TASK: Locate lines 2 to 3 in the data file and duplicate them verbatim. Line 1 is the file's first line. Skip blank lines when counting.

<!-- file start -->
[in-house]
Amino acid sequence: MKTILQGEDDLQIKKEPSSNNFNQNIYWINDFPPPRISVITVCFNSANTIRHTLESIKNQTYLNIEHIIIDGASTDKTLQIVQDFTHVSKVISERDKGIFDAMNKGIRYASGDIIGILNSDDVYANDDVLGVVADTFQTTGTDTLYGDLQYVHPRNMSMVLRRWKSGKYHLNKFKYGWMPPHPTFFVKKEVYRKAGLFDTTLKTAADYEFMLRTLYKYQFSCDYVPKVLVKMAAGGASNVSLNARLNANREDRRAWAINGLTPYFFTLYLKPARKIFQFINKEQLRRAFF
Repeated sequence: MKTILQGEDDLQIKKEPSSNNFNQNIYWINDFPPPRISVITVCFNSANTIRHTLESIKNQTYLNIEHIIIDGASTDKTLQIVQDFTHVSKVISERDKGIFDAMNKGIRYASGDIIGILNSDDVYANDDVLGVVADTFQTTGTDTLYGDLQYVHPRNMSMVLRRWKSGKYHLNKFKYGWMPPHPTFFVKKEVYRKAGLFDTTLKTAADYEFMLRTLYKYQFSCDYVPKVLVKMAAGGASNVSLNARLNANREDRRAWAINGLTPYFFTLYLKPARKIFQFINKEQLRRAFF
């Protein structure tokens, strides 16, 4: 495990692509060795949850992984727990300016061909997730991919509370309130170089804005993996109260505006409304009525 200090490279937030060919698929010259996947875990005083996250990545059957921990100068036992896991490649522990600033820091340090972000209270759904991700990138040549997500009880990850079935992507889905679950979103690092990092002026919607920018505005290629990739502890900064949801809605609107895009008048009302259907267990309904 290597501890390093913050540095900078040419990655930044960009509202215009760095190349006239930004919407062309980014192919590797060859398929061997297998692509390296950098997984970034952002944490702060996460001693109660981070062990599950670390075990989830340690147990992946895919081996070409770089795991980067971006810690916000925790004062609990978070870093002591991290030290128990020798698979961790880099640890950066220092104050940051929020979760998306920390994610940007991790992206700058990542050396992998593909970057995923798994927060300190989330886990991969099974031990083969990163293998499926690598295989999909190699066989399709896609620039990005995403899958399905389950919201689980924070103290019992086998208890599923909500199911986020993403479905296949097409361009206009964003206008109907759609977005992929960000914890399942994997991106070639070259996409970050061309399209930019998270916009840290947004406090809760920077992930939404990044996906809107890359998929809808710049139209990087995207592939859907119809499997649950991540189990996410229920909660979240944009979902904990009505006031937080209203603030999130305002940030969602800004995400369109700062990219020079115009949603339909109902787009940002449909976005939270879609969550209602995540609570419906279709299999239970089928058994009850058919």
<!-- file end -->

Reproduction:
Amino acid sequence: MKTILQGEDDLQIKKEPSSNNFNQNIYWINDFPPPRISVITVCFNSANTIRHTLESIKNQTYLNIEHIIIDGASTDKTLQIVQDFTHVSKVISERDKGIFDAMNKGIRYASGDIIGILNSDDVYANDDVLGVVADTFQTTGTDTLYGDLQYVHPRNMSMVLRRWKSGKYHLNKFKYGWMPPHPTFFVKKEVYRKAGLFDTTLKTAADYEFMLRTLYKYQFSCDYVPKVLVKMAAGGASNVSLNARLNANREDRRAWAINGLTPYFFTLYLKPARKIFQFINKEQLRRAFF
Repeated sequence: MKTILQGEDDLQIKKEPSSNNFNQNIYWINDFPPPRISVITVCFNSANTIRHTLESIKNQTYLNIEHIIIDGASTDKTLQIVQDFTHVSKVISERDKGIFDAMNKGIRYASGDIIGILNSDDVYANDDVLGVVADTFQTTGTDTLYGDLQYVHPRNMSMVLRRWKSGKYHLNKFKYGWMPPHPTFFVKKEVYRKAGLFDTTLKTAADYEFMLRTLYKYQFSCDYVPKVLVKMAAGGASNVSLNARLNANREDRRAWAINGLTPYFFTLYLKPARKIFQFINKEQLRRAFF